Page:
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Int. J. Mol. Sci. 2017, 18(4), 726; doi:10.3390/ijms18040726

Bevacizumab for Patients with Recurrent Gliomas Presenting with a Gliomatosis Cerebri Growth Pattern

1
Dr. Senckenberg Institute of Neurooncology, Goethe University, 60528 Frankfurt, Germany
2
Institute of Neuroradiology, Goethe University, 60528 Frankfurt, Germany
3
Luxembourg Centre of Neuropathology (LCNP), 3555 Dudelange, Luxembourg
4
Laboratoire National de Santé, 3555 Dudelange, Luxembourg
5
Luxembourg Centre for Systems Biomedicine (LCSB), University of Luxembourg, 4362 Esch-sur-Alzette, Luxembourg
6
NORLUX Neuro-Oncology Laboratory, Department of Oncology, Luxembourg Institute of Health (L.I.H.), 1526 Luxembourg, Luxembourg
7
Institute of Neurology (Edinger Institut), Goethe University, 60528 Frankfurt, Germany
*
Author to whom correspondence should be addressed.
Received: 26 February 2017 / Revised: 21 March 2017 / Accepted: 24 March 2017 / Published: 29 March 2017
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Abstract

Bevacizumab has been shown to improve progression-free survival and neurologic function, but failed to improve overall survival in newly diagnosed glioblastoma and at first recurrence. Nonetheless, bevacizumab is widely used in patients with recurrent glioma. However, its use in patients with gliomas showing a gliomatosis cerebri growth pattern is contentious. Due to the marked diffuse and infiltrative growth with less angiogenic tumor growth, it may appear questionable whether bevacizumab can have a therapeutic effect in those patients. However, the development of nodular, necrotic, and/or contrast-enhancing lesions in patients with a gliomatosis cerebri growth pattern is not uncommon and may indicate focal neo-angiogenesis. Therefore, control of growth of these lesions as well as control of edema and reduction of steroid use may be regarded as rationales for the use of bevacizumab in these patients. In this retrospective patient series, we report on 17 patients with primary brain tumors displaying a gliomatosis cerebri growth pattern (including seven glioblastomas, two anaplastic astrocytomas, one anaplastic oligodendroglioma, and seven diffuse astrocytomas). Patients have been treated with bevacizumab alone or in combination with lomustine or irinotecan. Seventeen matched patients treated with bevacizumab for gliomas with a classical growth pattern served as a control cohort. Response rate, progression-free survival, and overall survival were similar in both groups. Based on these results, anti-angiogenic therapy with bevacizumab should also be considered in patients suffering from gliomas with a mainly infiltrative phenotype. View Full-Text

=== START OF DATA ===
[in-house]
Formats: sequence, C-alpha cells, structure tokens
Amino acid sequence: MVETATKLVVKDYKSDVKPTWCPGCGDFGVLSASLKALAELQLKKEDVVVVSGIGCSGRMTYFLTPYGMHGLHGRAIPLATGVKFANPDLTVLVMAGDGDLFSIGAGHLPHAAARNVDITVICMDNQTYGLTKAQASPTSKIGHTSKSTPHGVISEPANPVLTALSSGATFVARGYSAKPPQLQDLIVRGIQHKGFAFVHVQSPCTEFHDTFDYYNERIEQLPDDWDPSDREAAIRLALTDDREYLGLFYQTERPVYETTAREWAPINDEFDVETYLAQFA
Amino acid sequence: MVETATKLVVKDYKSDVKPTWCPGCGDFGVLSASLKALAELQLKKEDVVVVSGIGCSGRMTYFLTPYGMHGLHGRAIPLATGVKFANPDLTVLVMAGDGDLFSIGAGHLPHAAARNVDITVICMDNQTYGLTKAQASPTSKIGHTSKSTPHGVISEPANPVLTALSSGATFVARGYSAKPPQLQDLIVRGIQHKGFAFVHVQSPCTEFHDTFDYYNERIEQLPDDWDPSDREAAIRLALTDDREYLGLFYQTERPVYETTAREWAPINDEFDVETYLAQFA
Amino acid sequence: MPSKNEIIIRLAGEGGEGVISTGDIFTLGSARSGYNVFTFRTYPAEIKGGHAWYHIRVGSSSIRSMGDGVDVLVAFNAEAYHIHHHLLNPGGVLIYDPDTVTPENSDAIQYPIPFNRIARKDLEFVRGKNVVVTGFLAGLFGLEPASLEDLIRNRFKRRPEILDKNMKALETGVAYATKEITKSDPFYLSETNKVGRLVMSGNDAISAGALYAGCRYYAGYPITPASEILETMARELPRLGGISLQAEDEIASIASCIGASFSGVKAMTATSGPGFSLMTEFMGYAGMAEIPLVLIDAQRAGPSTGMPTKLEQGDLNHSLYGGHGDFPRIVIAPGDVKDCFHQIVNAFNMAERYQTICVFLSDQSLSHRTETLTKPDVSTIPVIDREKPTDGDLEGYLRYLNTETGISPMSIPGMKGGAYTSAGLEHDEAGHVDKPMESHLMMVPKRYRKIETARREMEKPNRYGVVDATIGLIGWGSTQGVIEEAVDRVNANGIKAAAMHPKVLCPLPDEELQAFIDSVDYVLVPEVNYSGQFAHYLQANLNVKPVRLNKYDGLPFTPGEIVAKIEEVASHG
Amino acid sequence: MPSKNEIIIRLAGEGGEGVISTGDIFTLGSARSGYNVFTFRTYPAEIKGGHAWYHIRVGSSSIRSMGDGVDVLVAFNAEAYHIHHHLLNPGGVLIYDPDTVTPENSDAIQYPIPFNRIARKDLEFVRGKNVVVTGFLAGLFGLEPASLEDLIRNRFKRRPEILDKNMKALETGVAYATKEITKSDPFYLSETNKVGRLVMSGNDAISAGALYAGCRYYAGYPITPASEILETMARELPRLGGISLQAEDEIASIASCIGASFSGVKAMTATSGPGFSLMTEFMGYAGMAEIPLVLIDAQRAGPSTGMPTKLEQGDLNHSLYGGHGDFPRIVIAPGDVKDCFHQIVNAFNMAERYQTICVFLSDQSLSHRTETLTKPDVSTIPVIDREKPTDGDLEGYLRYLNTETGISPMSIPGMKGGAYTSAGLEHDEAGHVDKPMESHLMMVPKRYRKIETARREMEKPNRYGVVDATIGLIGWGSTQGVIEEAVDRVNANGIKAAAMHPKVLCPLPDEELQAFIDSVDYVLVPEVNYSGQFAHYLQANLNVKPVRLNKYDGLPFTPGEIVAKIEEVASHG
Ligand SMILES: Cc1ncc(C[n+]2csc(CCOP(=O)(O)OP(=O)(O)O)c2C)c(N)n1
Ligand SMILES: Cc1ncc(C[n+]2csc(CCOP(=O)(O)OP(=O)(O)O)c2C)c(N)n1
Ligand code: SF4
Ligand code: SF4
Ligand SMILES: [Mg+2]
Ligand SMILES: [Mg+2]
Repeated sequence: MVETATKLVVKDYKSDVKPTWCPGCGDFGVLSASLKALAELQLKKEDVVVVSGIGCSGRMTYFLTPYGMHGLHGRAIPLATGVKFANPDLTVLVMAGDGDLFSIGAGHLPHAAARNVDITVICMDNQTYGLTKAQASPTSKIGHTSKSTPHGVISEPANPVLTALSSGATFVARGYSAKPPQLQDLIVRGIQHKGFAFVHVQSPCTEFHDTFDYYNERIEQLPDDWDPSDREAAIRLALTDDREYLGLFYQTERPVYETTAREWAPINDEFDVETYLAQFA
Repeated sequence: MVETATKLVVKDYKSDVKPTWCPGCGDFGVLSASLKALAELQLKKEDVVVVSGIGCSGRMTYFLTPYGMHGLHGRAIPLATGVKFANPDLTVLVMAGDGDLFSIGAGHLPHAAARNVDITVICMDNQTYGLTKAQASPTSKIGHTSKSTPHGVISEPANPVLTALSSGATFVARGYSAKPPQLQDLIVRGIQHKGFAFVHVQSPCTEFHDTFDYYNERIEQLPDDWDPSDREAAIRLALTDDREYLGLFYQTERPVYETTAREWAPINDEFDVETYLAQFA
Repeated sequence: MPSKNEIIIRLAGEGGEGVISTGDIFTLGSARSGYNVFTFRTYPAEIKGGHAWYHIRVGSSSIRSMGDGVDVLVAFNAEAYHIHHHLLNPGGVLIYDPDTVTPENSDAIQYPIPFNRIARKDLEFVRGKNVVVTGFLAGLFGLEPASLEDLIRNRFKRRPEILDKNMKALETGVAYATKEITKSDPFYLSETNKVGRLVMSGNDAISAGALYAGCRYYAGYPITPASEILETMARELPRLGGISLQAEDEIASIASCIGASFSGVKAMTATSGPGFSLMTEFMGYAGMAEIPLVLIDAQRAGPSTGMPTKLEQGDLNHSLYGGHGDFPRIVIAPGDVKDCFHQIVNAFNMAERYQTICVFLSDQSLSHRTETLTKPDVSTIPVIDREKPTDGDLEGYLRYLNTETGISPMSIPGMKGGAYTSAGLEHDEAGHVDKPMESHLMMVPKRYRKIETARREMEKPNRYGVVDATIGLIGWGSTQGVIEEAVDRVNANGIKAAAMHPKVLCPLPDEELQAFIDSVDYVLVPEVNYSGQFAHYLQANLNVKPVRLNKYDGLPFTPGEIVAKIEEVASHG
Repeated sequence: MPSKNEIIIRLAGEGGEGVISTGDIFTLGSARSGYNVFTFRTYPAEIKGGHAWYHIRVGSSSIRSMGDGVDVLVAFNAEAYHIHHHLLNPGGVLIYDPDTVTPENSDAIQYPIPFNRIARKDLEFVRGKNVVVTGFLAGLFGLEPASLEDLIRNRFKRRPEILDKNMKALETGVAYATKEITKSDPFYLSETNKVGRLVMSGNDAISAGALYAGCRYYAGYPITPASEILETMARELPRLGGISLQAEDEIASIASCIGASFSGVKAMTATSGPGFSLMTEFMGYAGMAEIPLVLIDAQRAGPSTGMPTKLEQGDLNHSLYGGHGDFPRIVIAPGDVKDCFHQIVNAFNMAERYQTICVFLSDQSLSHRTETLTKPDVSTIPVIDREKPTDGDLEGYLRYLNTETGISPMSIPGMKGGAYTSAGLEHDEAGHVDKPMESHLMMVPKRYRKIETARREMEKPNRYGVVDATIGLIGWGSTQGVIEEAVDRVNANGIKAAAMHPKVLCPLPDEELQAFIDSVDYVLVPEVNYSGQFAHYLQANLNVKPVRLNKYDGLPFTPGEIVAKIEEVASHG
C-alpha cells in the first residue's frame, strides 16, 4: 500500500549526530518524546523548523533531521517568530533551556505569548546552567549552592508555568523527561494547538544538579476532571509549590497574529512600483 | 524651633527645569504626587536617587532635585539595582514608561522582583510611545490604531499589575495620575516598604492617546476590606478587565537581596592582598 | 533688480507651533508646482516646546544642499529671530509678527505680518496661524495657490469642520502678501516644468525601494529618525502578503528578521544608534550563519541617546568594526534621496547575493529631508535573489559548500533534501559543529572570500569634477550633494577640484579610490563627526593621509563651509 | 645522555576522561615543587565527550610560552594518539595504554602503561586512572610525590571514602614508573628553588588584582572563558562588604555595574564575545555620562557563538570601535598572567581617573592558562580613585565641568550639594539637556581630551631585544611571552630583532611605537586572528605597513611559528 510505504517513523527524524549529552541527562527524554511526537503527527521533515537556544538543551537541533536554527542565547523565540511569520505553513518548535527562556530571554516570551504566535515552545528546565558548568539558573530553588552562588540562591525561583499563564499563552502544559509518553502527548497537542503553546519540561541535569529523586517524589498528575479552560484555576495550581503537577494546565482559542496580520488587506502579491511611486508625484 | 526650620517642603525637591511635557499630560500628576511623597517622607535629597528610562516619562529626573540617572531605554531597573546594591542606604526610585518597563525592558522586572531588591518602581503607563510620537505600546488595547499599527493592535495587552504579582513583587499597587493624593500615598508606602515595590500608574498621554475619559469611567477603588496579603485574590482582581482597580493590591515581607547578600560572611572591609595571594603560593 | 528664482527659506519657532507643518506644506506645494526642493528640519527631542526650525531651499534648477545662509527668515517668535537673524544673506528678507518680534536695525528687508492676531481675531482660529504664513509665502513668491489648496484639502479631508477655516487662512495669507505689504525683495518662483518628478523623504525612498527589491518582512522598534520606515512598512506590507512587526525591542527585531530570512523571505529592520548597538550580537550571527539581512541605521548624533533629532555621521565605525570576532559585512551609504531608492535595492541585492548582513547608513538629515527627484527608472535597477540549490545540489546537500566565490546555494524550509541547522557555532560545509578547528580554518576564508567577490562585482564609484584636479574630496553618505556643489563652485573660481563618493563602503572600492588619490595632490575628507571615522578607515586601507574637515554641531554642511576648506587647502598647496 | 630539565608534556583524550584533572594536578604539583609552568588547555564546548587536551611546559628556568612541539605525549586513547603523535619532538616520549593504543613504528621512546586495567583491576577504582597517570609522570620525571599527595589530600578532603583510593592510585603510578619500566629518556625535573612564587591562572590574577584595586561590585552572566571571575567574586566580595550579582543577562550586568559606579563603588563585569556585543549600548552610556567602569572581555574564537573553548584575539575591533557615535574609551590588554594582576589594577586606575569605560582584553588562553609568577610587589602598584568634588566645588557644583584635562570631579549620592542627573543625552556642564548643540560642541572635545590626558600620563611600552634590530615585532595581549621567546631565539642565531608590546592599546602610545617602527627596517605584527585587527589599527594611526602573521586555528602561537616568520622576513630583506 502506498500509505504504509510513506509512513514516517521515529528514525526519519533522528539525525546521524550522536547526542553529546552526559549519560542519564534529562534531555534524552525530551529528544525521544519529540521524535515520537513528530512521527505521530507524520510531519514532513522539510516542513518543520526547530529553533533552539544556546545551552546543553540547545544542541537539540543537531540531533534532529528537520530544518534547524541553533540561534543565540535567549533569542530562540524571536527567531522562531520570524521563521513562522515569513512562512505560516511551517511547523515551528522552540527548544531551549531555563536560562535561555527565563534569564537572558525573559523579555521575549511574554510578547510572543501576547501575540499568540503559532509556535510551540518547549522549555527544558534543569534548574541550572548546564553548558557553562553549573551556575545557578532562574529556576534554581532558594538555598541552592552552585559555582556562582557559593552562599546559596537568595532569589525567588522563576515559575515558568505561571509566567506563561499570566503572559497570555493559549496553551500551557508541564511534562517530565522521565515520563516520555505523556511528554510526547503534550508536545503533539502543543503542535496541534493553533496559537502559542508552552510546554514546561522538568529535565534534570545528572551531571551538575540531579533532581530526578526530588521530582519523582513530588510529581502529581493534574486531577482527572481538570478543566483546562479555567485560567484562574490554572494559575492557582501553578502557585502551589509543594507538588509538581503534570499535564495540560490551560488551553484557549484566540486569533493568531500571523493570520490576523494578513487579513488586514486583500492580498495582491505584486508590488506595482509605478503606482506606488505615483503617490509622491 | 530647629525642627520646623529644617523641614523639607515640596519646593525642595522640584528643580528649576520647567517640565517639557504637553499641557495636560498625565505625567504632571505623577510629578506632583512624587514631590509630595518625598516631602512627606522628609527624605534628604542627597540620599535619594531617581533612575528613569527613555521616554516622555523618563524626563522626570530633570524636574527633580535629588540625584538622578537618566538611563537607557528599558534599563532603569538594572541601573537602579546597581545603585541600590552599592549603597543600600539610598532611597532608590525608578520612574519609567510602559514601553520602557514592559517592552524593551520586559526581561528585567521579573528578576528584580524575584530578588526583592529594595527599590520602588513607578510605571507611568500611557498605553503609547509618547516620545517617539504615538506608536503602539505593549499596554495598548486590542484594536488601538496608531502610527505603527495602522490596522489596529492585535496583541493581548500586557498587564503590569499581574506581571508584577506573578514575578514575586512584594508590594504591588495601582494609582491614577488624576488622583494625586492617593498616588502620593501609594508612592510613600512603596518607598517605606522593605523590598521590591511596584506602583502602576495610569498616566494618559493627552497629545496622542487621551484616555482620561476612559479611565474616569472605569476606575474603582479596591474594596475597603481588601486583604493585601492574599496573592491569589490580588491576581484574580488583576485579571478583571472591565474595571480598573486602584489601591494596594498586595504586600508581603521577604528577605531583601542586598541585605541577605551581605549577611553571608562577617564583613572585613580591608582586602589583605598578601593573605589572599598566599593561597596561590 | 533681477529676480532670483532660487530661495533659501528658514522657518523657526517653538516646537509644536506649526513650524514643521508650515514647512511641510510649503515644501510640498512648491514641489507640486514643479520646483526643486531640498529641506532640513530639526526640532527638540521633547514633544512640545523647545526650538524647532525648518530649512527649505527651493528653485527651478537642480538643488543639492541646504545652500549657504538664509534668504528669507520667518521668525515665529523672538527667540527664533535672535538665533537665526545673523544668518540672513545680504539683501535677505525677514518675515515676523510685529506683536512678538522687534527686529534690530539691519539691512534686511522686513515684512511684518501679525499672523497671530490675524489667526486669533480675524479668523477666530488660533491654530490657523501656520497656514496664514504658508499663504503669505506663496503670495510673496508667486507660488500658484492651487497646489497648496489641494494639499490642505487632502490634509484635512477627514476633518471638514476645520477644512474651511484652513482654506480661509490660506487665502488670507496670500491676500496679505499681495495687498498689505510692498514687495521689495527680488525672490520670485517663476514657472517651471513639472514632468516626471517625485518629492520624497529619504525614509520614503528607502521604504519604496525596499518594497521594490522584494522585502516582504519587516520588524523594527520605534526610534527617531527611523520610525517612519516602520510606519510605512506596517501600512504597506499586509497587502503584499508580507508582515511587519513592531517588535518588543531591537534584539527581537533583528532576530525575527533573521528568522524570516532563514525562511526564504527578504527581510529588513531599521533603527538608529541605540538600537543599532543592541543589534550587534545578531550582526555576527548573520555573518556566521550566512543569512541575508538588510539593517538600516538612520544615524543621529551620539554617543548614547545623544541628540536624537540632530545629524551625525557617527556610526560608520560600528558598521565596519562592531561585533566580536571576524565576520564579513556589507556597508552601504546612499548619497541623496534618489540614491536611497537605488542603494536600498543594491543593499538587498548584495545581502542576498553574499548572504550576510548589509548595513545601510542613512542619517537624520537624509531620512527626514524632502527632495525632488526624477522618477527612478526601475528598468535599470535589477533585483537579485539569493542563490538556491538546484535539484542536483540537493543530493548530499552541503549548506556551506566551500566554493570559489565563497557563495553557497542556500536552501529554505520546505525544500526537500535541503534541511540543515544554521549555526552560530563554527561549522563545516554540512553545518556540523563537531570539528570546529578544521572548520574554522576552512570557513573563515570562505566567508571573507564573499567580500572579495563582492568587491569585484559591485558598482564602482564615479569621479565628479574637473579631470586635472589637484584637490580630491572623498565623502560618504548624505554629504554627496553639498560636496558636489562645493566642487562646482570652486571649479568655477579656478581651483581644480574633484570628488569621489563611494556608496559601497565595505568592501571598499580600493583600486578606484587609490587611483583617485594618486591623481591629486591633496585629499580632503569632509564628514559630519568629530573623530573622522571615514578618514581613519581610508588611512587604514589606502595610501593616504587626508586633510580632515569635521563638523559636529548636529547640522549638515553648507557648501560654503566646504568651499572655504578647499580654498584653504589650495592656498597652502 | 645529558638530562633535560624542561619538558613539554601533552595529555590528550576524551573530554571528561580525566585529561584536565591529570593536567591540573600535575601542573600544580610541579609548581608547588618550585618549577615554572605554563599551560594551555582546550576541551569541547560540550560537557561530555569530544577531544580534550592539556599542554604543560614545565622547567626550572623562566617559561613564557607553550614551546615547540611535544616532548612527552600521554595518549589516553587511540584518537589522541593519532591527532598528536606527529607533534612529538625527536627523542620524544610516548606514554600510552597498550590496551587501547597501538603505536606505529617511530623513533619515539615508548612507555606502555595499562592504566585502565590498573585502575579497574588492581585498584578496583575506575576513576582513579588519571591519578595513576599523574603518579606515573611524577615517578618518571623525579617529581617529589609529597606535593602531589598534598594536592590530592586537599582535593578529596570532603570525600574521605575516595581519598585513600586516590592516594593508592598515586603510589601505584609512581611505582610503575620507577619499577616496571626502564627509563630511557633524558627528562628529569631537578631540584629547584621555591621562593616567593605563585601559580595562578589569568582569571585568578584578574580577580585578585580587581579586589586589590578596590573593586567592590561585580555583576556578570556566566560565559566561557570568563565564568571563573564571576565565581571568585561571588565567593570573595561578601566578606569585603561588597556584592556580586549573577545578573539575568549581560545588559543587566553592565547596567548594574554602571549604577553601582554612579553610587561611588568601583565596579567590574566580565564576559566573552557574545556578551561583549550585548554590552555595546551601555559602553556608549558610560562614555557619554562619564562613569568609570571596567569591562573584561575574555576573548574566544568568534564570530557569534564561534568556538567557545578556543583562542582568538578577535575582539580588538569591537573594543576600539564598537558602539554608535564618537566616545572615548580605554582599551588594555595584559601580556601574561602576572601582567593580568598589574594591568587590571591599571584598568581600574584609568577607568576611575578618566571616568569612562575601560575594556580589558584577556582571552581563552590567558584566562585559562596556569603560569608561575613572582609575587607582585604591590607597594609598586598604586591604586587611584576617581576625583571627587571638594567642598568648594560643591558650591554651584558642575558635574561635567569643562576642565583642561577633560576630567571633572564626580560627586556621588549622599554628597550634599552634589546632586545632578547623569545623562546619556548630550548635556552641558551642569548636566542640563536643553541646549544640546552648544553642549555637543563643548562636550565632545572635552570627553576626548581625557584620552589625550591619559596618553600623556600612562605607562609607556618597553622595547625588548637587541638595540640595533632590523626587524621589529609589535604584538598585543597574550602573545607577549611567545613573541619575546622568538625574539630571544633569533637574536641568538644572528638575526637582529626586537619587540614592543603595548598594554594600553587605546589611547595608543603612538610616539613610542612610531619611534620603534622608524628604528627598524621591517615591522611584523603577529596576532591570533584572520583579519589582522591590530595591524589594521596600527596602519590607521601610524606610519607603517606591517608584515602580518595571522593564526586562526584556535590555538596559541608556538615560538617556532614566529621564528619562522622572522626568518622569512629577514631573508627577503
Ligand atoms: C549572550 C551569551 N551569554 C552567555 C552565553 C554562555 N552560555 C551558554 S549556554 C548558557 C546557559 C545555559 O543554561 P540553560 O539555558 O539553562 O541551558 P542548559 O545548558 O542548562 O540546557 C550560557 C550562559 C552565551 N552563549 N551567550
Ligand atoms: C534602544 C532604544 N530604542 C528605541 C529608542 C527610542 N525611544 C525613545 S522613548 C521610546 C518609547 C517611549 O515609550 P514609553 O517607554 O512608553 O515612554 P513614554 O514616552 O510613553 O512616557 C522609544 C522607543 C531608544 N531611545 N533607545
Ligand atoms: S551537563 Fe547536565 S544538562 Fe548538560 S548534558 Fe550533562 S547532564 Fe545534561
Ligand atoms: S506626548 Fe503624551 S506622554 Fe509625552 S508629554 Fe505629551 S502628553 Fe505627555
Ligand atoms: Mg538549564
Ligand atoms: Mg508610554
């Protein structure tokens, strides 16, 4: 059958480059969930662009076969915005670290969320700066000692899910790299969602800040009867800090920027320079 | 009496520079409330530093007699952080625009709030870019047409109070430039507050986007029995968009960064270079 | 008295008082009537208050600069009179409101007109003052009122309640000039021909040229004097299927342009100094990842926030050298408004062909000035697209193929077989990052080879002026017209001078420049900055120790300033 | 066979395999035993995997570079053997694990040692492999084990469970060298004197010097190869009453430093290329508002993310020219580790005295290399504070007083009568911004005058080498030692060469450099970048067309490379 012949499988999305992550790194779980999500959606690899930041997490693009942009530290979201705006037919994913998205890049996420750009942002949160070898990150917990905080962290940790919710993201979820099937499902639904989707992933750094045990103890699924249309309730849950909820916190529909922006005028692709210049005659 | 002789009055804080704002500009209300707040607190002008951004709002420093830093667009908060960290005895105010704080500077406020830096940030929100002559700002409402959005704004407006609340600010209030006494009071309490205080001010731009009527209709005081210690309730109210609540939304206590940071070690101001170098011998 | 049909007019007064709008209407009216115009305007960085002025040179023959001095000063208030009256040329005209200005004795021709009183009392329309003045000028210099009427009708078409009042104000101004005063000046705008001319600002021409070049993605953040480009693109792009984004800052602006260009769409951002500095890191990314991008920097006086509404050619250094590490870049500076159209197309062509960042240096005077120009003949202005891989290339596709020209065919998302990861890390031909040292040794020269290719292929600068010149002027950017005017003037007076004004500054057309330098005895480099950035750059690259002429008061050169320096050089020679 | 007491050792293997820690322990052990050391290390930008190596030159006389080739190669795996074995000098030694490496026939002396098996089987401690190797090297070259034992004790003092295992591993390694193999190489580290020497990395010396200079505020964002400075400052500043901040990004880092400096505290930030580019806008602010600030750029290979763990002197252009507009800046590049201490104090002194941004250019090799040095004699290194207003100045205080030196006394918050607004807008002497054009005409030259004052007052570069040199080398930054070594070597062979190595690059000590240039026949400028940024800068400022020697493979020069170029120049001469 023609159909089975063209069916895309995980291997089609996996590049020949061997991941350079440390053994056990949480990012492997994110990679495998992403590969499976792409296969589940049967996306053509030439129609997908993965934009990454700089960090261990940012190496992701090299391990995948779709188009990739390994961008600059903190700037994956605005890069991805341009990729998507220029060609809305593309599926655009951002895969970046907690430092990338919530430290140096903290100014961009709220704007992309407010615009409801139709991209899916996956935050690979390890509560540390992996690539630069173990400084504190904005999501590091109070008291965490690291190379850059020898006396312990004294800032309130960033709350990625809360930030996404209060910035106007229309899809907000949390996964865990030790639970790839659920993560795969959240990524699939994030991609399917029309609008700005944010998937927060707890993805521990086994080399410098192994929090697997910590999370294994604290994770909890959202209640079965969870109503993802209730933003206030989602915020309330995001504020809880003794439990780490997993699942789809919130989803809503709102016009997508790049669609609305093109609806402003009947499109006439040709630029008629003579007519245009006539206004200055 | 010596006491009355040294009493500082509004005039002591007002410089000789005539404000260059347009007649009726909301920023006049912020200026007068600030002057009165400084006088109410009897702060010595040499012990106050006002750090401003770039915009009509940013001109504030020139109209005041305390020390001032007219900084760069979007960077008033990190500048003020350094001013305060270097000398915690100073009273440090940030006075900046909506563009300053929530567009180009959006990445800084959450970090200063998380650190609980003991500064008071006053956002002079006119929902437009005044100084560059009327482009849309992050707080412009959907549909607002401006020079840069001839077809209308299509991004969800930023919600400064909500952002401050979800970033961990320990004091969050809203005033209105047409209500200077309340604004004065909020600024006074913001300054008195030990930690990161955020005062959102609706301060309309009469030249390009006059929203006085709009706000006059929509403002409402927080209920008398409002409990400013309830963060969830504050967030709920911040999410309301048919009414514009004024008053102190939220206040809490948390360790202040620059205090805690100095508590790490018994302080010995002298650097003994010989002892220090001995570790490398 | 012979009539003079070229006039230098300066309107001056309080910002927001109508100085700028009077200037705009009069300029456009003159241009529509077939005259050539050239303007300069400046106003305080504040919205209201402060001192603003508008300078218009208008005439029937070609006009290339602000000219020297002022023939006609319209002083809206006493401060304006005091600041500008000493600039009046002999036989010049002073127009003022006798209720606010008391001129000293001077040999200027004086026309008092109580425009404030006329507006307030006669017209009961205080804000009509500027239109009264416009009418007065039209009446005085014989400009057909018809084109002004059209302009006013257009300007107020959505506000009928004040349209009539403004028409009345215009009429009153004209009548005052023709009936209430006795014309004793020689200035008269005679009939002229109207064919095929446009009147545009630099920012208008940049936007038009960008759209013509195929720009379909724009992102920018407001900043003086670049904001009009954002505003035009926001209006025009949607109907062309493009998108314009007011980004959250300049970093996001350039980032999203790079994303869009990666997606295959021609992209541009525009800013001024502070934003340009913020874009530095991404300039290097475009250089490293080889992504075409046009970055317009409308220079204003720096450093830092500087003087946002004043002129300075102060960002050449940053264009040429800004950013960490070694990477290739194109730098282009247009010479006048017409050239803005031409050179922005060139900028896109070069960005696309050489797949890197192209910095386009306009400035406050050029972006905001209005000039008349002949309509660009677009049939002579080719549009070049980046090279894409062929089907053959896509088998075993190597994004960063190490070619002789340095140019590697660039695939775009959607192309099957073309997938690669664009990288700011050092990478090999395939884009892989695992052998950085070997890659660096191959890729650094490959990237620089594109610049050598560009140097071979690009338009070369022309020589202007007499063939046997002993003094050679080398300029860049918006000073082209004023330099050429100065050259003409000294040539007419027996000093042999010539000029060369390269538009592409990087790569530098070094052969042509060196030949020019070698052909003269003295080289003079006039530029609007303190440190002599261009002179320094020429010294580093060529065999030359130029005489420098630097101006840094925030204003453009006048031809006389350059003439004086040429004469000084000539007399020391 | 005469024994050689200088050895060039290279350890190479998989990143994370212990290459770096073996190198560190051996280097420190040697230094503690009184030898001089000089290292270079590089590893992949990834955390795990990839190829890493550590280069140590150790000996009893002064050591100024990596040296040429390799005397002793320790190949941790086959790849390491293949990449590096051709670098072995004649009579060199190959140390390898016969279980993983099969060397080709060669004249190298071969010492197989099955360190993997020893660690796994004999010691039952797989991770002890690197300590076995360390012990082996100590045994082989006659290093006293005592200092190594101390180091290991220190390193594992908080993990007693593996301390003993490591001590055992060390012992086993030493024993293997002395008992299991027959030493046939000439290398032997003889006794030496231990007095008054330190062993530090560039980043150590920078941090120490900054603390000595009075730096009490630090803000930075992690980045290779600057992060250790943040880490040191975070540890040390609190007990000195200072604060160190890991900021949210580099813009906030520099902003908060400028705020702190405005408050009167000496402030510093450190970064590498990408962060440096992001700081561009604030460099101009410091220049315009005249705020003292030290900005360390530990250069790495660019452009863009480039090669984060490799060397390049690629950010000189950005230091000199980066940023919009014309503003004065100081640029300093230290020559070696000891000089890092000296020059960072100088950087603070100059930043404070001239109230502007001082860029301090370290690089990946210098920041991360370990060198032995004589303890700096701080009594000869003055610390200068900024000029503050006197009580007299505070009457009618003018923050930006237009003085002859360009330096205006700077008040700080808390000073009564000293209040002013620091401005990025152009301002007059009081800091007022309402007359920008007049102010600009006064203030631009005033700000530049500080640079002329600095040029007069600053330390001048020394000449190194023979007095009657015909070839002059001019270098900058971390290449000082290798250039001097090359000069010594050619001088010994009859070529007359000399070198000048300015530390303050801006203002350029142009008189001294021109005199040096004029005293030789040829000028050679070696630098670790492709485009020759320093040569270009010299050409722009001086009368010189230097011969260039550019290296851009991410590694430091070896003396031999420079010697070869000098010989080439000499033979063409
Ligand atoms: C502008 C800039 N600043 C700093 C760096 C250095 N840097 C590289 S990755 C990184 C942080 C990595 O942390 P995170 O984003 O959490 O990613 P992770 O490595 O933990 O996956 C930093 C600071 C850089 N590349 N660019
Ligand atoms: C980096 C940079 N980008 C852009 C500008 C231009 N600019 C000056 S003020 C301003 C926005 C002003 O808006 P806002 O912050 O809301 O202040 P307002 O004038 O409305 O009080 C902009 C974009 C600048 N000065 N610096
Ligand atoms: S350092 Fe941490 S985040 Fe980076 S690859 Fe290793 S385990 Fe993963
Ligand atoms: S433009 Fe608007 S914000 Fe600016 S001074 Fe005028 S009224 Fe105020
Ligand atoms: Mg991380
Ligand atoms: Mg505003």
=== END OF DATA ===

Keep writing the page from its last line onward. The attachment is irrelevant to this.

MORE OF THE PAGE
Keywords: primary brain tumors; glioma; glioblastoma; gliomatosis cerebri growth pattern; anti-angiogenic therapy; bevacizumab primary brain tumors; glioma; glioblastoma; gliomatosis cerebri growth pattern; anti-angiogenic therapy; bevacizumab
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MDPI and ACS Style

Burger, M.C.; Mildenberger, I.C.; Wagner, M.; Mittelbronn, M.; Steinbach, J.P.; Bähr, O. Bevacizumab for Patients with Recurrent Gliomas Presenting with a Gliomatosis Cerebri Growth Pattern. Int. J. Mol. Sci. 2017, 18, 726.

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